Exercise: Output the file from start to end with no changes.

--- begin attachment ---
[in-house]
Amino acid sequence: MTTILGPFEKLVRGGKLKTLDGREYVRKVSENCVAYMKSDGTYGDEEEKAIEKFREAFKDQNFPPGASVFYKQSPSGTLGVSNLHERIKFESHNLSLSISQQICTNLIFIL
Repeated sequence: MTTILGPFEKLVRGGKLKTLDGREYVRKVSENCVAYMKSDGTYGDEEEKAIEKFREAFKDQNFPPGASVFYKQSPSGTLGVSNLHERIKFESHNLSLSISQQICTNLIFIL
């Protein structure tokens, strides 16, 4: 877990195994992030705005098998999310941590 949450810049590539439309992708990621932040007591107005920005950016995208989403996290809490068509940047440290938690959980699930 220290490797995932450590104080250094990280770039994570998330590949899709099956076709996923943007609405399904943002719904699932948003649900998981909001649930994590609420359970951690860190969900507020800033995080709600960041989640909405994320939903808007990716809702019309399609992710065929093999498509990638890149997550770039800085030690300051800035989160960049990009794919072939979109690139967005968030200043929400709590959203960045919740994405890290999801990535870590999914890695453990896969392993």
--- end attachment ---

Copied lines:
[in-house]
Amino acid sequence: MTTILGPFEKLVRGGKLKTLDGREYVRKVSENCVAYMKSDGTYGDEEEKAIEKFREAFKDQNFPPGASVFYKQSPSGTLGVSNLHERIKFESHNLSLSISQQICTNLIFIL
Repeated sequence: MTTILGPFEKLVRGGKLKTLDGREYVRKVSENCVAYMKSDGTYGDEEEKAIEKFREAFKDQNFPPGASVFYKQSPSGTLGVSNLHERIKFESHNLSLSISQQICTNLIFIL
């Protein structure tokens, strides 16, 4: 877990195994992030705005098998999310941590 949450810049590539439309992708990621932040007591107005920005950016995208989403996290809490068509940047440290938690959980699930 220290490797995932450590104080250094990280770039994570998330590949899709099956076709996923943007609405399904943002719904699932948003649900998981909001649930994590609420359970951690860190969900507020800033995080709600960041989640909405994320939903808007990716809702019309399609992710065929093999498509990638890149997550770039800085030690300051800035989160960049990009794919072939979109690139967005968030200043929400709590959203960045919740994405890290999801990535870590999914890695453990896969392993």